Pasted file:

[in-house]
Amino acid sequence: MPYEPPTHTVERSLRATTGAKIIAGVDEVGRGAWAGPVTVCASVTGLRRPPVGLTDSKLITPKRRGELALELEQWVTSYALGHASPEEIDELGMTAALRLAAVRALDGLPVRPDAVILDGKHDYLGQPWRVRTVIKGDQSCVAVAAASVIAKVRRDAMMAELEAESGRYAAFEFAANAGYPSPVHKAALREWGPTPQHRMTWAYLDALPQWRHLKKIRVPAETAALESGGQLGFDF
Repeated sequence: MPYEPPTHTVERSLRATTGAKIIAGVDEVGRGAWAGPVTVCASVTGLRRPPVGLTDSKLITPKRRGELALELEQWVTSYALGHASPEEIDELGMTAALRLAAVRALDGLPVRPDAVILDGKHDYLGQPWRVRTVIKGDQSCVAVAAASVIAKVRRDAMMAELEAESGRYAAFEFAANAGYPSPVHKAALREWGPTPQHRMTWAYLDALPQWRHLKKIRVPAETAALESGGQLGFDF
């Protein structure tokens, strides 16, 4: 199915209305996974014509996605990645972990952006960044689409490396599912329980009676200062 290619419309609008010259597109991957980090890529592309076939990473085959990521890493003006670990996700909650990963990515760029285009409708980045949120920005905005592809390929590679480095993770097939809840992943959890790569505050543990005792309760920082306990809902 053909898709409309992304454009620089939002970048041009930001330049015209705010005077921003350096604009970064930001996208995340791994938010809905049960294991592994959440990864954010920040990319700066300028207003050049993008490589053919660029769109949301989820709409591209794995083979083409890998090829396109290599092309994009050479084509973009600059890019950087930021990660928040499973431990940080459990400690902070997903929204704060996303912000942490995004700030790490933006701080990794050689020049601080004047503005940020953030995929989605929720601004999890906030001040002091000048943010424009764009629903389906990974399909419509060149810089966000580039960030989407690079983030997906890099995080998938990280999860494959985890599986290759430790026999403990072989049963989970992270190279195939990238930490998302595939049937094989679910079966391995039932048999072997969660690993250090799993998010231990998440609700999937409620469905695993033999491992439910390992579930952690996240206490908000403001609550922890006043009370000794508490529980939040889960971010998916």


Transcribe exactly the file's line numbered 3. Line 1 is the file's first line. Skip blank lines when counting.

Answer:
Repeated sequence: MPYEPPTHTVERSLRATTGAKIIAGVDEVGRGAWAGPVTVCASVTGLRRPPVGLTDSKLITPKRRGELALELEQWVTSYALGHASPEEIDELGMTAALRLAAVRALDGLPVRPDAVILDGKHDYLGQPWRVRTVIKGDQSCVAVAAASVIAKVRRDAMMAELEAESGRYAAFEFAANAGYPSPVHKAALREWGPTPQHRMTWAYLDALPQWRHLKKIRVPAETAALESGGQLGFDF